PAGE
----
How 7 Travel Photographers Get Their Perfect Shot

Pete Halvorsen

Home base: Los Angeles
Favorite camera: I switched over to the Leica systems four years ago and haven’t looked back. With the amount of traveling I was doing and the size of the cameras/lenses I had been carrying, I needed a change. Leica’s size and sharpness gave me the ability to streamline my workflow and not “look like a tourist photographer” while traveling in other countries. There is also a gravitas to shooting with a Leica — historic photographers paved the way — so shooting from them allows for a feeling of importance every time you raise it to your eye.   

While traveling through and airport, bus, train or just walking through a city, the ability to have your camera ready at all times is essential to capturing the moment. Sometimes that’s your point-and-shoot, sometimes it’s your mobile phone. The old adage that the best camera is the one that you have on you rings especially true for travel photographers.

My favorite Leica is the Q, a 28mm lens that’s wide enough to shoot landscapes and close enough to comfortably cover street/portraits.

Favorite photo-editing apps: Thanks to data becoming faster and cheaper, utilizing WiFi to upload while on the road has also given me the ability to edit raw images via Adobe Lightroom Mobile, which will sync with my laptop.
But in terms of good strong phone editing apps with good UI I would recommend Snapseed, Darkroom, and Retouch as three that I dial up on a regular basis for quick tweaks before sharing.

Favorite gear to bring on the road: A six-foot threaded USB cable will change your life. And on some assignments I’ll bring extra USBs and power strips, plus at least one phone case charger and battery brick.

Unless I’m spending time in the deep backcountry, I like to save space and carry smaller tripods (like Joby) that have grip arms, which give you the ability to wrap them on trees or fences and still get stability. An optional “mobile phone” adaptor is a great way to mount your phone on the tripod and capture video/steady photos while traveling. And no matter the camera system you carry, it’s always good to have a variety of focal lengths. Depending on the assignment I’ll carry some form of these three DSLR lenses:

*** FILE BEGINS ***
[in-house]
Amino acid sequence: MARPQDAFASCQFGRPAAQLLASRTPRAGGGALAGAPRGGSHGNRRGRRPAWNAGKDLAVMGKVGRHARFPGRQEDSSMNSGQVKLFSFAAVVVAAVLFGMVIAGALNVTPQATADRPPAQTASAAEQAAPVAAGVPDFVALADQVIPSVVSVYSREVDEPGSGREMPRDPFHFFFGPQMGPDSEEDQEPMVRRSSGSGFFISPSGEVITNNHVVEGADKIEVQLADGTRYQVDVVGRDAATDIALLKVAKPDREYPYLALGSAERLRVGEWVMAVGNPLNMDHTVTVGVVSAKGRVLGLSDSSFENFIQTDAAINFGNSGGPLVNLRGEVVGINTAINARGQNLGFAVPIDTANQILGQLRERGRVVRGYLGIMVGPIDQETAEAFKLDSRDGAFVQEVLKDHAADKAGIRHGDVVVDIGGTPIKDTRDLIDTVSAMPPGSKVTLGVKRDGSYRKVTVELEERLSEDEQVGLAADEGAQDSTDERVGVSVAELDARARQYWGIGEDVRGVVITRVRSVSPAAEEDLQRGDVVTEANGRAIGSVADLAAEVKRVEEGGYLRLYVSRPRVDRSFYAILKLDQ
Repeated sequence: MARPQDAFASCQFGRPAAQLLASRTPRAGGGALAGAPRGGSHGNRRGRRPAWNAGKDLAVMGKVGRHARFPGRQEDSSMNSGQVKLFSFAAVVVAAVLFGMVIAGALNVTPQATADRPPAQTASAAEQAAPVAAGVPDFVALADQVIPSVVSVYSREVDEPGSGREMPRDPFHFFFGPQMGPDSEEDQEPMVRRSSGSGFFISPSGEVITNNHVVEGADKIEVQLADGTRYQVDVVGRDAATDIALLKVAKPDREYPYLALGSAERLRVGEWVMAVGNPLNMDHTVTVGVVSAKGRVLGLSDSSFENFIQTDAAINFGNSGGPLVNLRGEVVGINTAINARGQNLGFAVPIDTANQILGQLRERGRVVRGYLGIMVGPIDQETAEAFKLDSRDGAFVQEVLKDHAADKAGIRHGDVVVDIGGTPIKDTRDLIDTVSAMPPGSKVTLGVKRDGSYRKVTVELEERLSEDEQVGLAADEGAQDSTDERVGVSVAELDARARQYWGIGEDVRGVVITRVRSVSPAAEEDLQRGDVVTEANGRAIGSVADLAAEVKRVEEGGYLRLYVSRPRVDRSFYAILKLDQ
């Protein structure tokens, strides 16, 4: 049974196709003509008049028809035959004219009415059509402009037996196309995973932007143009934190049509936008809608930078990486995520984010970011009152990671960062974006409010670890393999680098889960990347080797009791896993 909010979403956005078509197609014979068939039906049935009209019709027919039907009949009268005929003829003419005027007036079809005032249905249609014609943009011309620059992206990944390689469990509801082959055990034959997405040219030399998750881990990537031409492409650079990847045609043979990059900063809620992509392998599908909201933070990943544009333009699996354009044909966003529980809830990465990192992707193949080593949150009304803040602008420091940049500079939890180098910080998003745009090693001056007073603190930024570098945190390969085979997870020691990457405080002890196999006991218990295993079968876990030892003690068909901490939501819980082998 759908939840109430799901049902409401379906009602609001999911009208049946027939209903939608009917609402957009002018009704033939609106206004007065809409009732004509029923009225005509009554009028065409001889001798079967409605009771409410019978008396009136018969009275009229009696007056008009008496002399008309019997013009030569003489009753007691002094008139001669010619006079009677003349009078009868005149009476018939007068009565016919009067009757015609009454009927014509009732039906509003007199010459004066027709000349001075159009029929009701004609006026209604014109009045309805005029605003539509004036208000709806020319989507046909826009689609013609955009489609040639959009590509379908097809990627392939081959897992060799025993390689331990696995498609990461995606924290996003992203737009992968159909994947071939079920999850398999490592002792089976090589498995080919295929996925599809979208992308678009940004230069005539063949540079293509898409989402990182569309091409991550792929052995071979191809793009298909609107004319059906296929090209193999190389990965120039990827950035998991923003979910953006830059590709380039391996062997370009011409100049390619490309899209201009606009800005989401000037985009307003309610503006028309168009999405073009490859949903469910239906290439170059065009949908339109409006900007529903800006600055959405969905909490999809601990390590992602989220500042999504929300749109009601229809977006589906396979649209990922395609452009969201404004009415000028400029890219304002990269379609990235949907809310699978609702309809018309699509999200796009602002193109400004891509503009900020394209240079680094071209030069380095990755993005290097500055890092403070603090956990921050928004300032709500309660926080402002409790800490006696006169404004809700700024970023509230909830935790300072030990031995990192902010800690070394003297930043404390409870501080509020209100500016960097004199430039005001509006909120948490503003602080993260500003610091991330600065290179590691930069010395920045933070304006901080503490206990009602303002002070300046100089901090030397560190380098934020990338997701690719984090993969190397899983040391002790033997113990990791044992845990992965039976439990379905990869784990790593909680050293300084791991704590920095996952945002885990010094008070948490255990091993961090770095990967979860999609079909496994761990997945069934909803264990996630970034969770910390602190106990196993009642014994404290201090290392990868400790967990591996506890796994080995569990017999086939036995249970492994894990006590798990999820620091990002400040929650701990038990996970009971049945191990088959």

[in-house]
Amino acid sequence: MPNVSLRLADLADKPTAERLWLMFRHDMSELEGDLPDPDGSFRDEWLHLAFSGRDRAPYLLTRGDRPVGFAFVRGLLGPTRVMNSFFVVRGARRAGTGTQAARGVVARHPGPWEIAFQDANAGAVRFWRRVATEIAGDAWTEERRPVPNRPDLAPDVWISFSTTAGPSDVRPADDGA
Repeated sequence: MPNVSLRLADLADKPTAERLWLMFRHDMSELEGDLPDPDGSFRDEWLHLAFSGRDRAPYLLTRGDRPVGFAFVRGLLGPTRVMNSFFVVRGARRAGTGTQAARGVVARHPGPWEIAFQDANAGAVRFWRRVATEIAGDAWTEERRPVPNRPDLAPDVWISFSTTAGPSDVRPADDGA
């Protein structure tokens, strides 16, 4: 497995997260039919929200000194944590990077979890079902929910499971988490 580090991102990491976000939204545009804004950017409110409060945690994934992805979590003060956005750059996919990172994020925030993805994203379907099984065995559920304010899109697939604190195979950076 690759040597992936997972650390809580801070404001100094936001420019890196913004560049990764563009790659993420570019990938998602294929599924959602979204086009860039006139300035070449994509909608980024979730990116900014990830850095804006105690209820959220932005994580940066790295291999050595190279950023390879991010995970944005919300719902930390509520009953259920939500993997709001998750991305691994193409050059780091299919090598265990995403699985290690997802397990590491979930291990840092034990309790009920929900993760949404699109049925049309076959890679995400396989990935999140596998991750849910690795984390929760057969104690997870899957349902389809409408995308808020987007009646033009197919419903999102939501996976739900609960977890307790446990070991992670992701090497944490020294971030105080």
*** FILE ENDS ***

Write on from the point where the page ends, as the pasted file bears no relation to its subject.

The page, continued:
16-35 or a 21mm for wide angles, landscapes, and architecture
28/35 or 50 for street photography and portraits
70-200, 135mm, or 90-280mm telephoto lenses for the ability to reach out and capture new perspectives on far-away places

Favorite tips and tricks: Get out of the hotel room! I only sleep between 4-5 hours a night when traveling. The adventure is out there, but you need to go find it. You’ll be much happier when you get home going through the images you captured because you decided to not sleep in. I also love to edit in restaurants or bars or cafes; to be surrounded by the energy that you’re capturing translates into the images you take and the way you edit.

Good things also happen when you’re out and about meeting the locals. I can’t tell you how many times I have been given great tips on places to shoot — or eat — just because I made the effort to start a conversation and be in the public eye.

Back up images daily. If the hotel has strong wifi, I’ll upload raw images to Amazon Photos (unlimited storage if you’re a Prime user) overnight. Otherwise, I usually have three backups to protect the images I shot: the SD Card where the image was captured, a copy on an external hard drive, then another version saved on my iPad or Laptop.

One of my most important tips while traveling is ABC: Always Be Charging.